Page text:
Reboot Live: Episode Five

Reboot Live: Episode Five. Image uncredited. Hump/Saudade/Melody Entering into its final few furlongs, Reboot Live 2020 finds itself well on course to cross the finish line. Even so, Reboot Live: Episode Five shows a few tired legs as it heads into the penultimate hurdles. Beginning with Lisa Walsh's Hump, which might more accurately be called The Tingle Redux. Originally called The Tingle and featured as part of The Corps Ensembles delightful Christmas Craicers in 2019, Walsh's once charming tale of two midlife lonely hearts is obviously no believer in 'if it ain't broke, don't fix it'. Tagging on a frenzied opening and dispensing with Jed Murray as barman, among other things, where The Tingle lived up to its name, alas, so too does Hump. A tale of two lost souls which risks being little more than misery loving company. Deirdre Wiseman in Hump. Image by Cate Reid. A midlife crisis with a beard, Michael Bates's Oedipal American busker has been twice left stranded by Tinder dates. And it's easy to see why. Forever lamenting his sacred mother, a former nurse, Bates's Dan is hoping it's third time lucky when he meets up with Deborah Wiseman's widowed nurse. As drinks are sipped and compliments given, the audience eavesdrops on talk of death, spirituality, and grief as the funless daters find common ground. With Hillary Dziminski's direction looking as jittery and nervous as the unsettled daters, the whole feels unsure of itself, with a hardworking Bates and Wiseman often working too hard at times. Which is a shame, for first time round Walsh's play had much more going for it, with direction and performances looking a lot more assured. This time, if you get the occasional shudder, you don't feel the tingle half as much. Rodrigo Ternevoy in Saudade. Image by Cate Reid. Showing a lot of talk and too little theatrics Saudade, written by André Silviera & Rodrigo Ternevoy, delivers a seated letter reading switching between Brazilian and English. One in which Ternevoy as a gay Brazilian man, experiencing self isolation in Ireland, relays his thoughts and experiences which are then relayed in English by Barry John Kinsella. As a literary device, the approach is not without merit; theatrically though, it's quite dull. Reciting lots of overly long Brazilian passages risks the audience zoning out while waiting for a translation. Which, when it arrives, rarely has enough meat on the bone. Waiting to talk, Ternevoy and Kinsella sit like cyborgs on mute. It's not that Ternevoy's character isn't likeable, or his subjective experiences without personality, its just, objectively, they don't make for visually arresting theatre, with the writing pitched at the level of a warm inspirational quote. Director Peter Reid's attempt to load the ending delivers too little too late, hinting at what should have been. For there's a lot of charm in Saudade, but it needs to get up and dig deeper. Neill Fleming and Deirdre Wiseman in Melody. Image by Cate Reid. Travelling full circle the night ends with another bout of eavesdropping on two dating oddballs in Deirdre Kinahan's untidy Melody. Looking like a screenplay in development, two hopefuls meet, eat, and share a passion for listening to music outdoors. And maybe a secret or two that could trip them up. Though any half alert audience member will spot the secret a mile off. Resembling a charming, madcap Ealing comedy at times, Kinahan's tale of Eat, Eat, Love sees William and Kathleen gorge on food while disgorging exposition in which some obvious plot details are planted. Clunkily directed by Jed Murray, the whole is salvaged by strong performances from Neill Fleming and Deborah Wiseman who deliver enough edible moments to make for a tasty snack. With one episode to go, Reboot Live 2020 has gone a long way in bringing live theatre back before a live audience. Episode Five might not be its greatest moment, but it's still great seeing such moments being played out on stage. Reboot Live 2020 runs at The International Bar on various dates till September 13. Episode Five runs till September 13. For more information, visit Reboot Live 2020.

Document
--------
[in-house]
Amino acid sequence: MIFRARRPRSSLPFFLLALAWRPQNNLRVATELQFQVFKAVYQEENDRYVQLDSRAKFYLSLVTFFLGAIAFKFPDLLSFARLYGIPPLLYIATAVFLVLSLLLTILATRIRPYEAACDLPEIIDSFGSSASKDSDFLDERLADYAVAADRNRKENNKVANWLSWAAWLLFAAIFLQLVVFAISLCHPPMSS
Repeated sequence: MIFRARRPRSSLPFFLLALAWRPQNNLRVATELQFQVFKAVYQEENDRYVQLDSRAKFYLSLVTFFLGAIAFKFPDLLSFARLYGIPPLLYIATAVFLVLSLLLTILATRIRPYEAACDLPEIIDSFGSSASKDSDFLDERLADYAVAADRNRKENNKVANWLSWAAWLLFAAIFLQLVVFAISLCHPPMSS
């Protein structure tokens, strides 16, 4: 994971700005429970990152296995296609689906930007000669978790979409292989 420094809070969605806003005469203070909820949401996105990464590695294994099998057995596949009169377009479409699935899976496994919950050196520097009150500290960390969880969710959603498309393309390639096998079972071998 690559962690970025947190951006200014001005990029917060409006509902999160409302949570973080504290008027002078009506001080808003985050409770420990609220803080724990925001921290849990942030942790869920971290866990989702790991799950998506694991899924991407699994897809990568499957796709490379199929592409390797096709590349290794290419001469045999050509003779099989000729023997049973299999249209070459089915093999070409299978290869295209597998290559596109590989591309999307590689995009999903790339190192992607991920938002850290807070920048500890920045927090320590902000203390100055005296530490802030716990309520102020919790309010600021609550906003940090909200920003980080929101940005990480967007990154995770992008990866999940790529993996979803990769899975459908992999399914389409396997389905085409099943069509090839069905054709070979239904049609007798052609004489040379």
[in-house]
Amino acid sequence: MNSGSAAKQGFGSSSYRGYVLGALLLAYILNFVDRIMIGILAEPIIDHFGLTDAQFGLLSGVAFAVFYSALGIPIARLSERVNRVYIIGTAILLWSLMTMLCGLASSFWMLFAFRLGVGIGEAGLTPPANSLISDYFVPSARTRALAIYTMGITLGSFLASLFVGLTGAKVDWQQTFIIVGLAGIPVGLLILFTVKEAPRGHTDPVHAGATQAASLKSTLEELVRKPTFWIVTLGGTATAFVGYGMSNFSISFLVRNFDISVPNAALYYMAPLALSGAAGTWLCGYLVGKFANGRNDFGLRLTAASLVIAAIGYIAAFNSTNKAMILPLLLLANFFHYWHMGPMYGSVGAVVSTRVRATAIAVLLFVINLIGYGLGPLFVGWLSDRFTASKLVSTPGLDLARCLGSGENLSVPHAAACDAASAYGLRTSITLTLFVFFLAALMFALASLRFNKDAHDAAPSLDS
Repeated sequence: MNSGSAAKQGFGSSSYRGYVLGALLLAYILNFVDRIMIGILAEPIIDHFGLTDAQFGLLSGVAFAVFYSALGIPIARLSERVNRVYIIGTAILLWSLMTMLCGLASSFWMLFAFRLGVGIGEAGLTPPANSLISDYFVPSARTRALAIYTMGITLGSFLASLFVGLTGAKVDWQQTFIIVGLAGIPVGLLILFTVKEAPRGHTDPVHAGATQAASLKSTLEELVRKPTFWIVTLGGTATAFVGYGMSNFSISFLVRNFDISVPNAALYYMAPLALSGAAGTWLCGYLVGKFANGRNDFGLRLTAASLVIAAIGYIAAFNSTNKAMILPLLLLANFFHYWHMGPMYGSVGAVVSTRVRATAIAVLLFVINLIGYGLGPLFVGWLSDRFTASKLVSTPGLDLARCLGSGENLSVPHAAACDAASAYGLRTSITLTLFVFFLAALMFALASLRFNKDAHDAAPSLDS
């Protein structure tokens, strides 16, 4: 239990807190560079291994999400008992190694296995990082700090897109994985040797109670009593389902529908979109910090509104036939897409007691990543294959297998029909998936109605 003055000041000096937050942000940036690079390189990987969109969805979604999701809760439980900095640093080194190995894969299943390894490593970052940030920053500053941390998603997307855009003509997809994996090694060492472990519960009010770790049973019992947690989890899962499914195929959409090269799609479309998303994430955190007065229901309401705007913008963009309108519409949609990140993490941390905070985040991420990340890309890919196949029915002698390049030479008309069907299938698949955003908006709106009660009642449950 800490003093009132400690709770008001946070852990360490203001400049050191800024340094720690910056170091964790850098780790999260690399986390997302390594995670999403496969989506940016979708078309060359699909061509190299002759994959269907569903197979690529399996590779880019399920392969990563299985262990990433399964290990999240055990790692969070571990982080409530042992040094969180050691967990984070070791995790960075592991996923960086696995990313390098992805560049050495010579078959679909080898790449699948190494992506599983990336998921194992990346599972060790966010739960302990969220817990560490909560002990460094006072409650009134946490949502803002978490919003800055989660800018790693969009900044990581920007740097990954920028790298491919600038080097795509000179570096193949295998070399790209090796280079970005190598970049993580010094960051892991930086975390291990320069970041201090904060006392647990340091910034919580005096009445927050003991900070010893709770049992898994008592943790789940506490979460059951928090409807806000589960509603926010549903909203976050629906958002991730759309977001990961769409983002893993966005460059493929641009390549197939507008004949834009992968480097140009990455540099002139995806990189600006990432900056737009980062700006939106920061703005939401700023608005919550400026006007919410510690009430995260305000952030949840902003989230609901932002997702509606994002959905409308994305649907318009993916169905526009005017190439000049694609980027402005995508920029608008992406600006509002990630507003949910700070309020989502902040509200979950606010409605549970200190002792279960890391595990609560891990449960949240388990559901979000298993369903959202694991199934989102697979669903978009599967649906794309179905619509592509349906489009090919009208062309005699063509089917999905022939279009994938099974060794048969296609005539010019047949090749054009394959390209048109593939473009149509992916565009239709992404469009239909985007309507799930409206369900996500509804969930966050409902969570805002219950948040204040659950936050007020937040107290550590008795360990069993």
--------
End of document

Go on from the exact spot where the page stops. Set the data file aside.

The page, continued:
© 2020 Chris O'Rourke